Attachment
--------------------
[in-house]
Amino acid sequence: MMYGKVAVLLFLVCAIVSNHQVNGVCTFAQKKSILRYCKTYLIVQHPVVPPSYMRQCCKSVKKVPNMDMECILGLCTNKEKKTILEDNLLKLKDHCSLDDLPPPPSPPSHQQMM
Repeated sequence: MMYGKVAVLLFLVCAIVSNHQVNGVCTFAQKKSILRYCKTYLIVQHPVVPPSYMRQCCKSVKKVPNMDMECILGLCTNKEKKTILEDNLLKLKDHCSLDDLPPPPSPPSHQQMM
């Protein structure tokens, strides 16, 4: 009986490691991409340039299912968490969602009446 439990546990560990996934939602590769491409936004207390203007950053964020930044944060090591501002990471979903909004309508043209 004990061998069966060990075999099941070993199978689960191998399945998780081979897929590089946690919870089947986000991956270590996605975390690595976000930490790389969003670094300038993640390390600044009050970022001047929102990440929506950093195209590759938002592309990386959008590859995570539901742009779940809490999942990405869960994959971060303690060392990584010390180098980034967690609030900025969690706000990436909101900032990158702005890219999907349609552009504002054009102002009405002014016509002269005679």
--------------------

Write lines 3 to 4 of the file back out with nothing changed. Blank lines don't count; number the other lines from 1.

Repeated sequence: MMYGKVAVLLFLVCAIVSNHQVNGVCTFAQKKSILRYCKTYLIVQHPVVPPSYMRQCCKSVKKVPNMDMECILGLCTNKEKKTILEDNLLKLKDHCSLDDLPPPPSPPSHQQMM
């Protein structure tokens, strides 16, 4: 009986490691991409340039299912968490969602009446 439990546990560990996934939602590769491409936004207390203007950053964020930044944060090591501002990471979903909004309508043209 004990061998069966060990075999099941070993199978689960191998399945998780081979897929590089946690919870089947986000991956270590996605975390690595976000930490790389969003670094300038993640390390600044009050970022001047929102990440929506950093195209590759938002592309990386959008590859995570539901742009779940809490999942990405869960994959971060303690060392990584010390180098980034967690609030900025969690706000990436909101900032990158702005890219999907349609552009504002054009102002009405002014016509002269005679």